I recently wrote a short piece about daddy-long-legs for a newsletter and I thought I would share here too!
What comes to mind when you think of daddy-long-legs? For me it’s those annoying spindly legged things that irritatingly fly around my room in the late summer evenings. Those are actually a type of crane fly.
Sometimes cellar spiders, being equally spindly legged, are referred to as daddy-long-legs, but for the most part daddy-long-legs are crane flies.
Crane flies are usually brown, black, or grey and sometimes have coloured markings. They have fragile slender bodies with elongated wings, and long thin legs that are shed very easily; anyone who’s had to pick them up can attest to that! You can view a photo of a crane fly HERE.
Adults have a lifespan of 10 to 15 days and spend their time mating and laying their eggs in grass.
If you’ve been bothered by these insects when they’re attracted to the lights in your home, you may have wondered what the point of them is. From what I’ve read, the answer is in the soil! The crane fly larvae are cylindrical grey grubs known as leather jackets. They live underground and feed on plant stems and roots – not very good for your lawn, but the larvae process organic material and increase microbial activity, so they can be important for the soil ecosystem.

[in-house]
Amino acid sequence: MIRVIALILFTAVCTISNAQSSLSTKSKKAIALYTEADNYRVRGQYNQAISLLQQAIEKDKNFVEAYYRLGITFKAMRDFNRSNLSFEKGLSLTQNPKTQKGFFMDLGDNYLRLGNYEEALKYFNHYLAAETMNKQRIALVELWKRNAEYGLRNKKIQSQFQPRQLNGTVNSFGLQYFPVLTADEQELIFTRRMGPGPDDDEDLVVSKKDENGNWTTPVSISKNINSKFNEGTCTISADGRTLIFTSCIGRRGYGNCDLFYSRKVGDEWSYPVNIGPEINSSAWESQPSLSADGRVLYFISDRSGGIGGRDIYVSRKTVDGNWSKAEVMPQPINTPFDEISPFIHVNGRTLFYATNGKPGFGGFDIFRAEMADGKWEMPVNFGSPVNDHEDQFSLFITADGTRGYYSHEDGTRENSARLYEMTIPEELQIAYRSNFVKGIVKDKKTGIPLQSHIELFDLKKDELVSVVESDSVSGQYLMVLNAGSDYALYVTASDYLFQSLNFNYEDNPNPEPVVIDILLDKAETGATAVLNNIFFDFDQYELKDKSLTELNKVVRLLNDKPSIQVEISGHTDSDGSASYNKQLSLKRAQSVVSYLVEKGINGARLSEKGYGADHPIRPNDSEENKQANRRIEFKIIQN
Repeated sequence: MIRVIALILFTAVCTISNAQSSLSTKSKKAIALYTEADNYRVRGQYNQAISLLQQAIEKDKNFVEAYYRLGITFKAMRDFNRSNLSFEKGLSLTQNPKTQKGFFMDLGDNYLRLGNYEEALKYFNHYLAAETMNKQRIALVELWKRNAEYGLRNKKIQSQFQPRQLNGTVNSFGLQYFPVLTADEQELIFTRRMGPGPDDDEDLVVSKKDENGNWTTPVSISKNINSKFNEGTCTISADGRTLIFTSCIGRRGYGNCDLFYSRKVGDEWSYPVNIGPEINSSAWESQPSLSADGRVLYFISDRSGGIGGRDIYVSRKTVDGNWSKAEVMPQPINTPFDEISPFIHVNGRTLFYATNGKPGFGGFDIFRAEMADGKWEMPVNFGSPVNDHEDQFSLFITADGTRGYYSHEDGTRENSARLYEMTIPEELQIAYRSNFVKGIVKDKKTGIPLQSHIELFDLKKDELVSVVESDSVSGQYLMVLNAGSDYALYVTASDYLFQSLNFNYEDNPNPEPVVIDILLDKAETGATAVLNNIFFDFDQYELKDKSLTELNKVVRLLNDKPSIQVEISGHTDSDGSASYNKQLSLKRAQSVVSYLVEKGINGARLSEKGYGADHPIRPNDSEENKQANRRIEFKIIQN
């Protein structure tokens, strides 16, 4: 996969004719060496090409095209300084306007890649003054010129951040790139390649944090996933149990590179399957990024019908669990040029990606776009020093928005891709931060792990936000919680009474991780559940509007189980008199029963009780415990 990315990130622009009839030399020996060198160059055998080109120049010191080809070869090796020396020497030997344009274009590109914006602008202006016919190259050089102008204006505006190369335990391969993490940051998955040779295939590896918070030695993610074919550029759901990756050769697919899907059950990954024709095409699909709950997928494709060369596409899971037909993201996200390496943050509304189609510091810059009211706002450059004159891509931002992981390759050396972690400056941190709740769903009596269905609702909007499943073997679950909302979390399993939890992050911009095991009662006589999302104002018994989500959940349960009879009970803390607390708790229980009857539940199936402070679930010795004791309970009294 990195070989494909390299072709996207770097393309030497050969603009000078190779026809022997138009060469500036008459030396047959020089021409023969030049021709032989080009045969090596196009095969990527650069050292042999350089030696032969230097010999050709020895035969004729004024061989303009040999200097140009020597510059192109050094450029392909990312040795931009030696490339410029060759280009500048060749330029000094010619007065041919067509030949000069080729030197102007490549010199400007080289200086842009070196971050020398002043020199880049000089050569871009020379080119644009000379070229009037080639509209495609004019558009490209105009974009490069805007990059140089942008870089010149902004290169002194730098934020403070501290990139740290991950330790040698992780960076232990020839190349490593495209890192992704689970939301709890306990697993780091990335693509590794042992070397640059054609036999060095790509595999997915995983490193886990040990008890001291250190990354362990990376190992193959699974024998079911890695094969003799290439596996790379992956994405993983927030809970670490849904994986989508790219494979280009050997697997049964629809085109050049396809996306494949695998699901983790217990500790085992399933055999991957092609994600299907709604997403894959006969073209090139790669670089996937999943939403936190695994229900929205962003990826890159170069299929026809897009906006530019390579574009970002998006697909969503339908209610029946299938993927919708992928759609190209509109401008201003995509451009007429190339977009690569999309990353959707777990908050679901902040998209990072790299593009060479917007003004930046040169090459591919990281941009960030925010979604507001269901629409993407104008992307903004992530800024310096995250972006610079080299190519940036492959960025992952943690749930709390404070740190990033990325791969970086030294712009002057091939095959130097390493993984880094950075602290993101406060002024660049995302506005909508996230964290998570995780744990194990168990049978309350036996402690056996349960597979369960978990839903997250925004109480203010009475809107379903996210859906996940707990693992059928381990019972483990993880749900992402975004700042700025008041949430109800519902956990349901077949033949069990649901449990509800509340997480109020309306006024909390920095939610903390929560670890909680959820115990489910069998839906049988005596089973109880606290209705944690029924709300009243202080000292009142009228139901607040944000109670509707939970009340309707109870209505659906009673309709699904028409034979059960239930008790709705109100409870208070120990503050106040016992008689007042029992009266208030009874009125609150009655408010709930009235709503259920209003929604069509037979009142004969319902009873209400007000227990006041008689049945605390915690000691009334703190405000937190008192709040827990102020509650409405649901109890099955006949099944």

In addition to that, Crane flies, in both adult and larvae form, are also food for many animals including birds.
So there it is, crane flies do some good stuff in the soil as grubs, and are food! I’m not sure this information will stop anyone squishing them though!
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